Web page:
Beginning in 1983 as Associate Department Head for Extension, he provided leadership to and directed the efforts of 27 Extension specialists in beef, dairy, equine, sheep and goat, swine and meat science located on campus and in 14 regions across Texas. During that time, Extension Animal Science expanded or developed several new Extension programs and greatly enhanced the very popular Texas Cow/Calf Management Handbook. In 1988, Beverly was awarded the Superior Service Award for his work in Extension. He also received the Association of Former Students Excellence in Extension Award, the Deputy Chancellor’s Award in Excellence for Team Research and the Vice Chancellor’s Award for Industry Partnerships. Dr. Beverly’s promotion to Assistant Director for Extension allowed him to provide the leadership needed to plan and establish the Animal Science Teaching, Research and Extension Complex. His work was rewarded with even further promotion, ending in his appointment as Associate Dean of the College of Agriculture and Life Sciences and Deputy Director of the Texas A&M Agricultural Extension Service from which he retired in 2000.
Beverly’s knowledge of the Texas and US livestock industry, organizations and individuals allowed him to play a key role in strengthening Texas A&M’s teaching, research and Extension programs and in promoting the value and successes of the Department Animal Science.
We are proud and honored to posthumously induct him into the Animal Science Hall of Fame.
Chad Martin graduated from Texas A&M University in 1996 with a B.S. in Animal Science. From there, he launched an impressive career with Tyson Foods, starting as a Quality Assurance Inspector. He moved up the rankings and served as Vice President of Food Safety Quality Assurance, Senior Vice President and General Manager of Beef Enterprise, Chief Operating Officer and Group President of Poultry and now serves as the Head of Tyson Food Service Poultry.
In addition to his experience at Tyson, Martin has also served as the Assistant Operations Manager at Capital Land and Livestock in Schwertner, Texas. He is a member of many professional boards and associations, which includes the Texas A&M Agrilife External Advisory Board, Texas A&M Animal Science Advisory Council, Executive Committee of the National Chicken Council, Executive Committee STEC Cap Grant, Technical Committee US Meat Export Federation, FAD Committee Secure Beef, Past Chairman and Executive Committee of the Beef Industry Food Safety Council, Inspection and Scientific Affairs Committee of NAMI and the Technical Committee of the Canadian Meat Council.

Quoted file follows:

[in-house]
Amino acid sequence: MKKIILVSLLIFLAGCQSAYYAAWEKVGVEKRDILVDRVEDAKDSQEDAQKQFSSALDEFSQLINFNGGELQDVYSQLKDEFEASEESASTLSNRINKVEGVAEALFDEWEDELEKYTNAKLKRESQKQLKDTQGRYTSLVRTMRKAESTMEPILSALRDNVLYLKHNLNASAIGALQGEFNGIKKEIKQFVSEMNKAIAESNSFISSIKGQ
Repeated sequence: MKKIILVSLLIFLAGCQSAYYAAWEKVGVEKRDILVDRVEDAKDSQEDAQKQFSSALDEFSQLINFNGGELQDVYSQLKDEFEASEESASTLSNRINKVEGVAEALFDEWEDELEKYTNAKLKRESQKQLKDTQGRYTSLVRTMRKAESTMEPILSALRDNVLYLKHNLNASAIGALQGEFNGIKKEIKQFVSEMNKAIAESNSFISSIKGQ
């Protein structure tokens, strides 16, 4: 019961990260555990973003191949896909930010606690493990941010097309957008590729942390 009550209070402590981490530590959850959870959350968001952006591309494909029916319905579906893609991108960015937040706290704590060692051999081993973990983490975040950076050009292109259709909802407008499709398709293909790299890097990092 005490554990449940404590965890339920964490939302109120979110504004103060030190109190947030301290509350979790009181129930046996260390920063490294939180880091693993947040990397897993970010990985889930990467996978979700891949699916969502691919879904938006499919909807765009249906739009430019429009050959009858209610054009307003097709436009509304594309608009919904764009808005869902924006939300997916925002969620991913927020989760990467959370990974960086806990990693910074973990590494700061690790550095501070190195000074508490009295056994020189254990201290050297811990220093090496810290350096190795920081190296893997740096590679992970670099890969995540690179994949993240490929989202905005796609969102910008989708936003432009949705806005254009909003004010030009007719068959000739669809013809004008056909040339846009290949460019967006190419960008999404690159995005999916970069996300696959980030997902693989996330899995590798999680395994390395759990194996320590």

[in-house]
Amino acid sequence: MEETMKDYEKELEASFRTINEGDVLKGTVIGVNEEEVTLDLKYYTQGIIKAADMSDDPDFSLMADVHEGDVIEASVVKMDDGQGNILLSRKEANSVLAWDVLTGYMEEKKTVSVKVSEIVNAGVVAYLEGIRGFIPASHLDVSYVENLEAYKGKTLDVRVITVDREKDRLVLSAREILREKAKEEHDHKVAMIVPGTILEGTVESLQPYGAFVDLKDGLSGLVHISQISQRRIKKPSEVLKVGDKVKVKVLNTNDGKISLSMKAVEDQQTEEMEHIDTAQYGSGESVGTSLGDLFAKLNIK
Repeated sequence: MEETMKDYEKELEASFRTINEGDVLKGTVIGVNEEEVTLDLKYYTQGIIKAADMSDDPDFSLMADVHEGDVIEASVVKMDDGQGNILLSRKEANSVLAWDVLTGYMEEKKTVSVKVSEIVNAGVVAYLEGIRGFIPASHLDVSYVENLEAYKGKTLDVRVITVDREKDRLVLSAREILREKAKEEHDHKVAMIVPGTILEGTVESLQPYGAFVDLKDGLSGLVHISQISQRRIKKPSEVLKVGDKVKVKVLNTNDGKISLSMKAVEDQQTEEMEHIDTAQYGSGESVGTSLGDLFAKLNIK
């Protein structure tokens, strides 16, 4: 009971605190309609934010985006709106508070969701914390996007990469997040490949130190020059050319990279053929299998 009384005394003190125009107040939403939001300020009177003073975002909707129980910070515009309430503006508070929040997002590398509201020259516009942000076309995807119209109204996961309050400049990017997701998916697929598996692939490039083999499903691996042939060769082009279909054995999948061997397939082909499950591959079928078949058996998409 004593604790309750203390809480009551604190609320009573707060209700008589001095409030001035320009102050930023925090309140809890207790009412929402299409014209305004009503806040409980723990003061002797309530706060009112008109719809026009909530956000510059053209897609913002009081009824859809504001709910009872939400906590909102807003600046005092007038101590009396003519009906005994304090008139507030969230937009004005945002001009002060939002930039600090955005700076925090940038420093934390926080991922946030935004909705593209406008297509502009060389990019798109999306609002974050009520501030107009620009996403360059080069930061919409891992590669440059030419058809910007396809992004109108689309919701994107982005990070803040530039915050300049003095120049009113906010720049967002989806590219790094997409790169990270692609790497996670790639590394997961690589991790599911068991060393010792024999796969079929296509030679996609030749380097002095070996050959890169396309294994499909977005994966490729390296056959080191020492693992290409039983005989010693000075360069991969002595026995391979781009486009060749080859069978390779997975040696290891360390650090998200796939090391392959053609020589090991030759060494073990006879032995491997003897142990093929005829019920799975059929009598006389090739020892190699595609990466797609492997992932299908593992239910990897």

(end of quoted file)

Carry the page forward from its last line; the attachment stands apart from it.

We are honored to recognize Chad Martin as the 2020 Animal Science Outstanding Alumni.
As a three-time graduate of the Department of Animal Science at Texas A&M University, James O. “Bo” Reagan, Ph.D., has established himself as a proven leader, advisor and highly-sought consultant to the meat industry. Through his visionary and innovative leadership, Reagan has successfully established and maintained relationships with key stakeholders in the meat industry that have been integral in forging dynamic and meaningful research and technologies in the areas of food safety, meat quality and sustainability.
As former Executive Vice President of the National Cattlemen’s Beef Association, Reagan was responsible for funding millions of dollars for research in the beef food safety and nutrition areas – research that has had a tremendous impact on the beef industry. Reagan gives unselfishly of his time and talents through participation in organizations that promote agriculture and the beef and meat industries and, more importantly, focus on educating our future leaders regarding the importance of the need to feed our world, grow our economy, improve our health and enrich our youth. Namely, Reagan currently serves as Chairman of the International Stockmen’s Education Foundation, Co-Chairman of the International Livestock Congress Program Committee, member of the International Committee for the National Western Stock Show, Chairman and Co-Founder of the Beef Industry Food Safety Council and as past Board member of the American Meat Science Association.
While Reagan’s impressive career has led him to various locations across the country, his love and passion for the Department of Animal Science, the College of Agriculture and Life Sciences and his beloved Texas A&M University have never wavered.
Reagan and his wife Marietta have two children, James Reagan Jr. and Taylor Reagan Meadows as well as two grandsons, Preston and Eli James Meadows. The Reagan’s reside in Fort Collins, Colorado where they have a commercial Dorper sheep operation.